Tony Allen-Mills; 15/5/10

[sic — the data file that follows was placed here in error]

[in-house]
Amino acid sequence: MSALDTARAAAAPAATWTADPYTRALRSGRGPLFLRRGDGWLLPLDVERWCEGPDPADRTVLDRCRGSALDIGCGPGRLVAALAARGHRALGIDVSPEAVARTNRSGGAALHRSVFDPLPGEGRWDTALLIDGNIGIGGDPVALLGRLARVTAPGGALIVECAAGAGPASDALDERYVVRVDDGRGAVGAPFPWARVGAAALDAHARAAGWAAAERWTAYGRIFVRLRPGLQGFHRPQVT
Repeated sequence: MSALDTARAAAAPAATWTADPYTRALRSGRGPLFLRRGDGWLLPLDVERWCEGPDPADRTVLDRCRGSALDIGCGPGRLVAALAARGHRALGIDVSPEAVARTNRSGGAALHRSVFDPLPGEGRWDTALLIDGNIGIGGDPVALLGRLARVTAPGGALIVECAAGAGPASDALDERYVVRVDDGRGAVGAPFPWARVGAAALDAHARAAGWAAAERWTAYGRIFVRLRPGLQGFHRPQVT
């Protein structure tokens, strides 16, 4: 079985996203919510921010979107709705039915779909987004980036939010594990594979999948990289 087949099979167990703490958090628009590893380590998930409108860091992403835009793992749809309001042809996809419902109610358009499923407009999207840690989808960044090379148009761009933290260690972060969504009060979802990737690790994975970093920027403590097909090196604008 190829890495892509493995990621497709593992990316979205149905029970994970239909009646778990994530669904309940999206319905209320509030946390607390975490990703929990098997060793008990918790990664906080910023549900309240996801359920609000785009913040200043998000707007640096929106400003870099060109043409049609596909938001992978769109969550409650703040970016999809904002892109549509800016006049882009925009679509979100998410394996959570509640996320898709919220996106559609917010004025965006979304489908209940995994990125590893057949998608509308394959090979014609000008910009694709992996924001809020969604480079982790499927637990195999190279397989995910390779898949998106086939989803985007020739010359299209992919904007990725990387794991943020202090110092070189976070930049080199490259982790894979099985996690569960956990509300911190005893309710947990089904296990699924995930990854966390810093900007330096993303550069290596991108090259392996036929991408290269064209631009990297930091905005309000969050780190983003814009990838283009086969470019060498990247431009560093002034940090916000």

What are these? Why did you choose this place?” asks Ayaan Hirsi Ali, eyebrows arched in feigned alarm. We are in New York’s Algonquin hotel, just a few hundred metres from Times Square, where a Muslim would-be bomber parked a car full of explosives a couple of days earlier. Radical Islamists have been trying for years to kill Hirsi Ali, a softly spoken politician turned intellectual who combines the beauty of a film star with the uncompromising zeal of an Enlightenment crusader. She has been under siege since the ritualised murder in 2004 of her friend, Theo van Gogh, who had helped her make the film Submission, a blistering polemic about Islam’s treatment of women. A letter pinned to Van Gogh’s chest – or, rather, stabbed in place with a butcher’s knife – warned Hirsi Ali that “you will go down”. She went into hiding, exchanging a career as a Dutch MP for exile.